How to Train for a Half Marathon Part 1: Building Foundations
Consistently voted the UK’s favourite race distance, a half marathon is a great way to bridge up from a 10km to a full marathon.
However, it is a distance with its own unique characteristics that will both challenge your endurance whilst still giving you room to work on your speed and strength.
The first of this two part half marathon special covers some top tips on getting your training right and how to build your foundations. HIGH5's Running Experts, RunningWithUs, cover some of the key sessions so that you can feel confident to take on 13.1 miles if you are new to this distance and help you grab that new PB if you are an experienced runner!
Building your Foundations
The foundations of your half marathon campaign require planning and patience. Work back from race day and give yourself 12-16 weeks to build gradually.
Think about some of the following tips in the early weeks:
Ask most runners what they found hardest in a half and they will mention how their legs felt in the final few miles. As you race fast your heart rate will creep up and you’ll have to work hard to maintain your pace. This is where your physical strength will have a critical role. A stronger frame will help you carry the engine you are building up through the weeks of running. We can do this by adding strength and conditioning into your training mix, ideally twice a week.
Focus on specific strength exercises that support your ability to transfer weight one leg at a time. Single leg squats, walking lunges, rowing exercises and pilates can all be great options to consider.
An upward curve
Building a periodic plan over the course of 12 weeks involves laying foundations in the early stages on which you will build the walls and roof of your half marathon performance. Including hill sessions into the first 4-6 weeks of your training plan is a great way to do this.
‘Continuous hills’ sometimes also called ‘Kenyan Hills’ can be a top session to include once a week in your early training weeks. Find a hill with a gradient of around 6-8%. Run up the hill at an effort where you can only speak 4 words, but don’t sprint. After 60 seconds, run back down at the same 4 word answer effort and repeat: 4 x 6 minutes in week one, 3 x 10 minutes in week two and 4 x 8 minutes in week three. Include a short 90-120 second recovery between each block.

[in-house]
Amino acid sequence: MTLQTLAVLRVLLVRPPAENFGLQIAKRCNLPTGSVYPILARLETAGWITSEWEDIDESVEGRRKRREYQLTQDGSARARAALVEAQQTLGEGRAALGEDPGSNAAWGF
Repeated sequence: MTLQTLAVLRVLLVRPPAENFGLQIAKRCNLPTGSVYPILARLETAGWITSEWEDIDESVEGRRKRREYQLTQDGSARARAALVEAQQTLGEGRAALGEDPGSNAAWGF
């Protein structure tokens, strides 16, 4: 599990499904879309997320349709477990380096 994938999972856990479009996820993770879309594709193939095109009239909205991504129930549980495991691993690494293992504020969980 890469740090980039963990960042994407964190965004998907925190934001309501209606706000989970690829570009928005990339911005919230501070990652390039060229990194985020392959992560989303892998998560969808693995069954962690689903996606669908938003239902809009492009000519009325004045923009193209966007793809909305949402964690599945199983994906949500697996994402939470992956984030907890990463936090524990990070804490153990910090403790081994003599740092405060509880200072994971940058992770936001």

Included in the right way, sessions that add more intensity into your running week will make you fitter, stronger and faster. However, ensure that your sessions are as specific and relevant to the half marathon distance as possible by adding a weekly threshold run into your training. ‘Threshold’ refers to your anaerobic threshold, around 80-85% of your maximum heart rate. By training in this area you will learn to run faster, whilst still principally training your aerobic fitness, developing your ability to hold a faster pace for longer.
Include a weekly session running longer ‘repetitions’ at a threshold effort. Use a heart rate monitor to run at 80-85% of your maximum HR or simply run to 4 word answer pace, a controlled discomfort taking care not to push too hard. In the early weeks this might be 4-5 x 5 minutes at this effort, with 75-90 seconds recovery in between. Over a period of 6-8 weeks this can build up to 4-5 x 2km, still from a short recovery as you get fitter and stronger.
A game of patience
As motivated as you may be, running is a high impact sport and must be integrated progressively into your exercise routine. Starting with 3 times per week or every other day, is generally a safe place to start and this can be progressed, as the body gets stronger.
Be prepared to walk/run if you're building up your fitness and gradually reduce the amounts of walking in the weeks ahead. 20 minutes might be 1 minute easy run/ 1 minute brisk walk in week one, but by week 4 it could be 20 minutes continuous or 4 minutes run/ 1 minute walk. If you are more experienced, recognise that easy and conversational paced running has a huge benefit to your cardiovascular system. Don’t be tempted to push too hard on your easy runs in the early weeks – these should be at the speed of chat. That means you can still hold a conversation with your running partner.
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Vincent Boit in 2015
Amanda Crook in 2013
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